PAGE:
And I’m nothing special. I just understood early on that “success” is a mindset, and that there are a few necessary tactics to being successful.

    Interestingly, the same factors that tend to make you successful in one of those endeavors are the same factors that make you successful in all of them. Here are the attributes I find to be most enduring.

    1. Learn to love doing the things you hate

    Don’t you love to procrastinate? Sure. Everyone does. But procrastination is the #1 barrier to success, even more so than self-doubt.

    We procrastinate most about the things we dislike – everything from doing the dishes to doing our taxes. But putting off the things we hate improves nothing and impregnates our minds with the dread of having to do it anyway.

    When you learn to find amusement or joy in doing what you hate, you quit hating it and quit procrastinating too.

    But how do you find joy in unlovable tasks? Two elements are important:

    First, search for how the task adds to your overall connection. For example, many tech leaders have no love for accounting until they learn how those numbers help them to monitor the success of their operations or anticipate changes in their markets. Knowing how the unlovable fulfills the lovable is a large first step.

    Secondly, find joy in the intricacy of the task itself. This is a bit Zen in nature, but focusing intently on the task at hand detaches you from other concerns. Consider focusing intently on unwelcome task as a vacation from other worries.

    2. Start the day doing the “Tough Things First”

    I published my first book – Tough Things First – in my late 70s. Writing a book, finding a publisher, doing speaking tours, signing what seems like millions of autographs was tough. But in 37 years of running the semiconductor company I founded and took public, I learned that the small problems largely solve themselves once the big, tough problem is completed.

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    No matter what you are trying to accomplish, list what needs doing that day and put the hardest, most difficult task on the top of the list – or as I like to say, “eat the ugly frog first.” This makes you happier, more energized and about 20% more productive.

    The easy way to achieve this is simply write down the ten most urgent and important things that need doing, then sort that list starting with the least enjoyable – the ugly frogs. Don’t even think about task #2 until task #1 is finished.

    3. Watch your health

    Good health and good success go hand-in-hand. Nobody does well when they don’t feel well, so get a good night’s rest, eat a healthy diet, exercise regularly, and don’t stress small stuff.

    Many successful people I know like to exercise in the morning. By making this a priority, they build-in an activity that aids in good sleep and is known to help with stress reduction.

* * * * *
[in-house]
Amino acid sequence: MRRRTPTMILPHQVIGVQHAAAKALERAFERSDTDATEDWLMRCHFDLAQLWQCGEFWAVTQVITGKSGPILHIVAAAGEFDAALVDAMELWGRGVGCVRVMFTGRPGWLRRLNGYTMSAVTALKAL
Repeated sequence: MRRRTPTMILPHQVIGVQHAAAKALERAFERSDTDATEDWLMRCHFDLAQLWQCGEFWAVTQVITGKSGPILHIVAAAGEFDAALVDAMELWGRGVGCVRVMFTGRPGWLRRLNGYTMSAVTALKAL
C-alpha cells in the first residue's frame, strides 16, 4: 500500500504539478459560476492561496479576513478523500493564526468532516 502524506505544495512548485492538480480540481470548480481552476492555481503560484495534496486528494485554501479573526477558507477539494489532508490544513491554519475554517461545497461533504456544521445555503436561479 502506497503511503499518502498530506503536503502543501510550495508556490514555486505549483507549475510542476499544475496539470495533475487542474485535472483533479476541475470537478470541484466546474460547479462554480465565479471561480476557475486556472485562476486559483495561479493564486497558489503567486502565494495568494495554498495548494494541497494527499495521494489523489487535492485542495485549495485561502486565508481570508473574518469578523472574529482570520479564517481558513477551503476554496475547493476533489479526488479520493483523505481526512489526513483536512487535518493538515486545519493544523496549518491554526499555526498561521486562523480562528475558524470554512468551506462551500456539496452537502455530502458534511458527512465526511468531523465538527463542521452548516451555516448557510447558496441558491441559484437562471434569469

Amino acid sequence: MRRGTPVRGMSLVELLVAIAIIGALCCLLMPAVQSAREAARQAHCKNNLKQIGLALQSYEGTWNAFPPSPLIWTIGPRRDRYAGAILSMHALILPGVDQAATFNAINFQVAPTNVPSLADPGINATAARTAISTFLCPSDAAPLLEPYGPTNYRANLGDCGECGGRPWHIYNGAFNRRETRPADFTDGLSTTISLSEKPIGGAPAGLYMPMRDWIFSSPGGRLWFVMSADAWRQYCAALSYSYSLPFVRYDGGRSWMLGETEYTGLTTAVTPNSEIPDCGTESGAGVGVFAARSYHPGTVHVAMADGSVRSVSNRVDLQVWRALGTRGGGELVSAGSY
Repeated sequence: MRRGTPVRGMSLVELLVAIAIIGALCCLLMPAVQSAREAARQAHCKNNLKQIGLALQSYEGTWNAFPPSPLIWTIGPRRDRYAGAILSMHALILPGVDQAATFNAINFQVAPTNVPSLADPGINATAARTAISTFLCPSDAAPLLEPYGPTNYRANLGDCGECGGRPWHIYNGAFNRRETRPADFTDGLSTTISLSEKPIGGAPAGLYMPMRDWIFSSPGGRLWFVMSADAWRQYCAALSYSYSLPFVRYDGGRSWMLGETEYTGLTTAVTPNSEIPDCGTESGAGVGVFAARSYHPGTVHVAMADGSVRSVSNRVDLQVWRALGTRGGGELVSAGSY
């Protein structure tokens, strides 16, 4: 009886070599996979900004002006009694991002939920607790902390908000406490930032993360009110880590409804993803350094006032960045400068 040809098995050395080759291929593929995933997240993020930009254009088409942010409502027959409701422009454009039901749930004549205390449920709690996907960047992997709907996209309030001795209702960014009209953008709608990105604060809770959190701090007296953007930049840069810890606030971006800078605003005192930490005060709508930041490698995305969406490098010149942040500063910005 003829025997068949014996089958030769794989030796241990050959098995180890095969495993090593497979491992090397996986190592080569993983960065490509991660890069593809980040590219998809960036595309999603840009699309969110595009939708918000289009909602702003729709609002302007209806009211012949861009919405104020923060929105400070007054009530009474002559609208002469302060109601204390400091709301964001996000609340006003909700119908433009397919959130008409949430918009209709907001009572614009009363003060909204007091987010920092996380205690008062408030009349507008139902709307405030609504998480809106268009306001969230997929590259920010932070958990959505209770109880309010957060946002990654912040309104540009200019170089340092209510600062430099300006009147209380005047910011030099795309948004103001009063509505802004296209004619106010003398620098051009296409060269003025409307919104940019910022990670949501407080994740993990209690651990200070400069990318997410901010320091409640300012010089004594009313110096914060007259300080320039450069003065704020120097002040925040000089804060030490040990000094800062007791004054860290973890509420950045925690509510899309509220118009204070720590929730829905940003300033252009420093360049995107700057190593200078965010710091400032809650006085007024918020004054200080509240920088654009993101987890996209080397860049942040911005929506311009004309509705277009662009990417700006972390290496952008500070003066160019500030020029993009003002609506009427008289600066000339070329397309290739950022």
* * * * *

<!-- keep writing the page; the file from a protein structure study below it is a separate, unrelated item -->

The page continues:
It is also a good time to mentally create your list of ten urgent and important tasks.

    4. If you are young, think old; if you are old, think young

    Youth may be wasted on the young, but old age is wasted on the elderly too. It is the intersection of wisdom and exuberance that makes really great things happen.

    The young can learn the wisdom of their elders, and the old can always find something new to try. Embrace every facet of your journey, throughout your journey.

    Thinking old when you are young is quite easy and starts by finding a mentor. Everyone needs a mentor, even if it is just calling “dear old dad” and asking for advice.

    For entrepreneurs, you reach out to experienced business people, most of whom genuinely love helping.

    For older folks, thinking young is a bit trickier. Foremost, keep your curiosity well fed. Youth is all about adventure, experience and learning, and none of that happens unless you are curious. A good way to stay curious starts with assuming you don’t know everything and unlearning old falsehoods. Start your day (after your morning exercise and ugly frog eating) challenging an assumption you are ready to speak and do so by asking a question.

    5. Be a good listener

    Success comes from learning, and you can’t learn when you are talking. Seek to understand before being understood, listen actively, ask questions and absorb. This will garner you all the information you need to make better decisions.

    The right way to listen is to do so actively. Concentrate on every word the other person says, ignore your internal monologue, and suppress the natural desire to form your next statement in advance.

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    These 13 Powerful Listening Skills will improve your work and life.

    6. Dress one level better than required

    Mark Twain allegedly once joked that:

    “Clothes make the man. Naked people have little or no influence in society.”

    It doesn’t matter if the occasion is a job interview, a date, a business meeting or a social gathering. People who underdress underwhelm.

    Think about how you would want to perceive an interesting person at the occasion, then dress 10% better.